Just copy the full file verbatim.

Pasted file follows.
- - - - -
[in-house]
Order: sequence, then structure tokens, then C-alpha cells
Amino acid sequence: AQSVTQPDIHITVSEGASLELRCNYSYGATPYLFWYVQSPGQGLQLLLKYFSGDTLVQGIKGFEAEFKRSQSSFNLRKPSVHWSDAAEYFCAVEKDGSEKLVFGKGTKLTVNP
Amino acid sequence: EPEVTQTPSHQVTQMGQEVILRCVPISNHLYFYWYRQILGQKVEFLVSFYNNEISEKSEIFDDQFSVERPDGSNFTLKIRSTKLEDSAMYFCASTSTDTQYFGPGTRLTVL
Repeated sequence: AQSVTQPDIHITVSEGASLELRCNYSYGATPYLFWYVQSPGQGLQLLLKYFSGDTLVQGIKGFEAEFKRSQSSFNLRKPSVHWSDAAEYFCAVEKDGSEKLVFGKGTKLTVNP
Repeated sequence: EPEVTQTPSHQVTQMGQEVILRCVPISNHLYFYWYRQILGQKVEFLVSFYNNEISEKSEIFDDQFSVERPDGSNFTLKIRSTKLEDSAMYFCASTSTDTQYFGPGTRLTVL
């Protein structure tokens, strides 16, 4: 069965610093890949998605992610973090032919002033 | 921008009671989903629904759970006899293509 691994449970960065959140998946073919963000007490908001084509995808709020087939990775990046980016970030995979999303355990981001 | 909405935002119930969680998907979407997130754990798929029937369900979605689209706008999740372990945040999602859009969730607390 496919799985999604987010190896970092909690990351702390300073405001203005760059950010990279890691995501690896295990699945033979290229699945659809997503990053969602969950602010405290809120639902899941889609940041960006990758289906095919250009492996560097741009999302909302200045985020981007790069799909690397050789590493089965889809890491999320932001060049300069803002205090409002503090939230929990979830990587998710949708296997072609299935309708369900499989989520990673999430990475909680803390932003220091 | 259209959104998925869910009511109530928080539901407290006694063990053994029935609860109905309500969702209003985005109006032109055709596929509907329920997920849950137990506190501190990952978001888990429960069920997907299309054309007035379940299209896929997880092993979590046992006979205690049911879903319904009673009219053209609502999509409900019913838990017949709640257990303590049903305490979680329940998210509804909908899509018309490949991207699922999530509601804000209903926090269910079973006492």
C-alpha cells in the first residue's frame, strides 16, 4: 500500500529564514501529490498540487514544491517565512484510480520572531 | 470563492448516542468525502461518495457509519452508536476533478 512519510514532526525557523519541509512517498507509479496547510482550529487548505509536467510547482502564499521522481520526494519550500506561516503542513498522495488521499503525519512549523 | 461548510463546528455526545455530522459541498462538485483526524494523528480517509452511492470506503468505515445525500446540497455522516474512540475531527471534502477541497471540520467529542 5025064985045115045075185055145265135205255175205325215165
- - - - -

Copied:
[in-house]
Order: sequence, then structure tokens, then C-alpha cells
Amino acid sequence: AQSVTQPDIHITVSEGASLELRCNYSYGATPYLFWYVQSPGQGLQLLLKYFSGDTLVQGIKGFEAEFKRSQSSFNLRKPSVHWSDAAEYFCAVEKDGSEKLVFGKGTKLTVNP
Amino acid sequence: EPEVTQTPSHQVTQMGQEVILRCVPISNHLYFYWYRQILGQKVEFLVSFYNNEISEKSEIFDDQFSVERPDGSNFTLKIRSTKLEDSAMYFCASTSTDTQYFGPGTRLTVL
Repeated sequence: AQSVTQPDIHITVSEGASLELRCNYSYGATPYLFWYVQSPGQGLQLLLKYFSGDTLVQGIKGFEAEFKRSQSSFNLRKPSVHWSDAAEYFCAVEKDGSEKLVFGKGTKLTVNP
Repeated sequence: EPEVTQTPSHQVTQMGQEVILRCVPISNHLYFYWYRQILGQKVEFLVSFYNNEISEKSEIFDDQFSVERPDGSNFTLKIRSTKLEDSAMYFCASTSTDTQYFGPGTRLTVL
């Protein structure tokens, strides 16, 4: 069965610093890949998605992610973090032919002033 | 921008009671989903629904759970006899293509 691994449970960065959140998946073919963000007490908001084509995808709020087939990775990046980016970030995979999303355990981001 | 909405935002119930969680998907979407997130754990798929029937369900979605689209706008999740372990945040999602859009969730607390 496919799985999604987010190896970092909690990351702390300073405001203005760059950010990279890691995501690896295990699945033979290229699945659809997503990053969602969950602010405290809120639902899941889609940041960006990758289906095919250009492996560097741009999302909302200045985020981007790069799909690397050789590493089965889809890491999320932001060049300069803002205090409002503090939230929990979830990587998710949708296997072609299935309708369900499989989520990673999430990475909680803390932003220091 | 259209959104998925869910009511109530928080539901407290006694063990053994029935609860109905309500969702209003985005109006032109055709596929509907329920997920849950137990506190501190990952978001888990429960069920997907299309054309007035379940299209896929997880092993979590046992006979205690049911879903319904009673009219053209609502999509409900019913838990017949709640257990303590049903305490979680329940998210509804909908899509018309490949991207699922999530509601804000209903926090269910079973006492």
C-alpha cells in the first residue's frame, strides 16, 4: 500500500529564514501529490498540487514544491517565512484510480520572531 | 470563492448516542468525502461518495457509519452508536476533478 512519510514532526525557523519541509512517498507509479496547510482550529487548505509536467510547482502564499521522481520526494519550500506561516503542513498522495488521499503525519512549523 | 461548510463546528455526545455530522459541498462538485483526524494523528480517509452511492470506503468505515445525500446540497455522516474512540475531527471534502477541497471540520467529542 5025064985045115045075185055145265135205255175205325215165